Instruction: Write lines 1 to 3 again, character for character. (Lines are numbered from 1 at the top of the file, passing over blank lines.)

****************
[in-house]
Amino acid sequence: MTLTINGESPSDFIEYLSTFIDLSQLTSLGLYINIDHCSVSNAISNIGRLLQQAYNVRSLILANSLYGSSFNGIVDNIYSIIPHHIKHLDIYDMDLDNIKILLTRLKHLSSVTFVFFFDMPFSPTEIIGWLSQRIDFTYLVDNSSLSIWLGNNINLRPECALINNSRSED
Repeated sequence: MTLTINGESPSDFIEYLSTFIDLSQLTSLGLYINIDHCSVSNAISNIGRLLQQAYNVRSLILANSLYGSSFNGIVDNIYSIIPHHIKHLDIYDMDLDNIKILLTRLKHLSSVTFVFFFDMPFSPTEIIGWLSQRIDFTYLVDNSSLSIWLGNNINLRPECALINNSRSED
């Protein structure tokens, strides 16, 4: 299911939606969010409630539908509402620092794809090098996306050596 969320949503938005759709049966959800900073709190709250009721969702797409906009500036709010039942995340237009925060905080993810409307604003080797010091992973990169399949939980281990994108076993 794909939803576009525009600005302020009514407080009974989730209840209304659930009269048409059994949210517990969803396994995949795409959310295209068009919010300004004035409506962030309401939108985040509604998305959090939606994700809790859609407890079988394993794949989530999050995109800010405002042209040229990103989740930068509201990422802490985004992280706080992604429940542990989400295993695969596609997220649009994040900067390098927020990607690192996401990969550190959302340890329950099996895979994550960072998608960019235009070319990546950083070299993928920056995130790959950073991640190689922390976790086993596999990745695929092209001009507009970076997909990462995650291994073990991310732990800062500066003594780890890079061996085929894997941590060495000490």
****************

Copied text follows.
[in-house]
Amino acid sequence: MTLTINGESPSDFIEYLSTFIDLSQLTSLGLYINIDHCSVSNAISNIGRLLQQAYNVRSLILANSLYGSSFNGIVDNIYSIIPHHIKHLDIYDMDLDNIKILLTRLKHLSSVTFVFFFDMPFSPTEIIGWLSQRIDFTYLVDNSSLSIWLGNNINLRPECALINNSRSED
Repeated sequence: MTLTINGESPSDFIEYLSTFIDLSQLTSLGLYINIDHCSVSNAISNIGRLLQQAYNVRSLILANSLYGSSFNGIVDNIYSIIPHHIKHLDIYDMDLDNIKILLTRLKHLSSVTFVFFFDMPFSPTEIIGWLSQRIDFTYLVDNSSLSIWLGNNINLRPECALINNSRSED